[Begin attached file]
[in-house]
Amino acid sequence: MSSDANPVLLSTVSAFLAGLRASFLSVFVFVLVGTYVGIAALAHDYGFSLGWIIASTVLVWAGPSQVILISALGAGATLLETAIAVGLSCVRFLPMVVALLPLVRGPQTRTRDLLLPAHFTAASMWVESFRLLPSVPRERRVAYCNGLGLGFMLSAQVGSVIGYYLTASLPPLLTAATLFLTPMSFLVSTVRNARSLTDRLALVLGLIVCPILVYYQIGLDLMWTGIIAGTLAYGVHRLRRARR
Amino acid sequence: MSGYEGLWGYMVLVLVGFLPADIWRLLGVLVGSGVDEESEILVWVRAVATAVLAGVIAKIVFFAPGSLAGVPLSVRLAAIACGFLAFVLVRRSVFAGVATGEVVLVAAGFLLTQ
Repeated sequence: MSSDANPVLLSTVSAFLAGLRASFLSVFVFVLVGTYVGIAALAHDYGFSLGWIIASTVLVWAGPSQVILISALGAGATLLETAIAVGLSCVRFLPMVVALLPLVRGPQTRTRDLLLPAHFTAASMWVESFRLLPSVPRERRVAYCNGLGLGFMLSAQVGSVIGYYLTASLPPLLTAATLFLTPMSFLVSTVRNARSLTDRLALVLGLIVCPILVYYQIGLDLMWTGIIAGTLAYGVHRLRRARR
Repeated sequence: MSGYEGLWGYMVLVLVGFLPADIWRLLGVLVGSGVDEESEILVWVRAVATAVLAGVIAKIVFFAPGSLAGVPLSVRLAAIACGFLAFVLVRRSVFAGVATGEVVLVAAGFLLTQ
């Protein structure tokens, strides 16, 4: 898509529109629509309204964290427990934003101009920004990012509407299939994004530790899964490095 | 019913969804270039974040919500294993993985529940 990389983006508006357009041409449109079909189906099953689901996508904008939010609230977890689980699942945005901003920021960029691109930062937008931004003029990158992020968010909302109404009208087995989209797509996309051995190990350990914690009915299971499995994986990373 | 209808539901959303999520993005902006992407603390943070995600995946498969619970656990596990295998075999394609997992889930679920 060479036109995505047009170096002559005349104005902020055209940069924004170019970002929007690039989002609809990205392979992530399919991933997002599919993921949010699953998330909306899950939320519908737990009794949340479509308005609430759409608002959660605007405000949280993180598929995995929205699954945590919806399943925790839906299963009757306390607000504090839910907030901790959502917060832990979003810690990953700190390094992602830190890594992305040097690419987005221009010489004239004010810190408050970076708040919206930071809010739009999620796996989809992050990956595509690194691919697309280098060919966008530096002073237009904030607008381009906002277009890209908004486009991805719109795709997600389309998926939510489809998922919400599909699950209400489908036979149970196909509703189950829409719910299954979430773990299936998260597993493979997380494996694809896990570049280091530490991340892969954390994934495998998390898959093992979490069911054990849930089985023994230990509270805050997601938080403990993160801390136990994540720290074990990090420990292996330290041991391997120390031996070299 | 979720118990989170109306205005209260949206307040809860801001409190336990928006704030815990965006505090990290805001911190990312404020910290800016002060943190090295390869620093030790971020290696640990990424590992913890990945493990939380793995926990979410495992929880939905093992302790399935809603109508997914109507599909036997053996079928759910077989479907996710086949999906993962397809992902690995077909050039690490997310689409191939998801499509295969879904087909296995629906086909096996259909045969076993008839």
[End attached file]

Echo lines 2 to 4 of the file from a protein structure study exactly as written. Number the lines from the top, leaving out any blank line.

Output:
Amino acid sequence: MSSDANPVLLSTVSAFLAGLRASFLSVFVFVLVGTYVGIAALAHDYGFSLGWIIASTVLVWAGPSQVILISALGAGATLLETAIAVGLSCVRFLPMVVALLPLVRGPQTRTRDLLLPAHFTAASMWVESFRLLPSVPRERRVAYCNGLGLGFMLSAQVGSVIGYYLTASLPPLLTAATLFLTPMSFLVSTVRNARSLTDRLALVLGLIVCPILVYYQIGLDLMWTGIIAGTLAYGVHRLRRARR
Amino acid sequence: MSGYEGLWGYMVLVLVGFLPADIWRLLGVLVGSGVDEESEILVWVRAVATAVLAGVIAKIVFFAPGSLAGVPLSVRLAAIACGFLAFVLVRRSVFAGVATGEVVLVAAGFLLTQ
Repeated sequence: MSSDANPVLLSTVSAFLAGLRASFLSVFVFVLVGTYVGIAALAHDYGFSLGWIIASTVLVWAGPSQVILISALGAGATLLETAIAVGLSCVRFLPMVVALLPLVRGPQTRTRDLLLPAHFTAASMWVESFRLLPSVPRERRVAYCNGLGLGFMLSAQVGSVIGYYLTASLPPLLTAATLFLTPMSFLVSTVRNARSLTDRLALVLGLIVCPILVYYQIGLDLMWTGIIAGTLAYGVHRLRRARR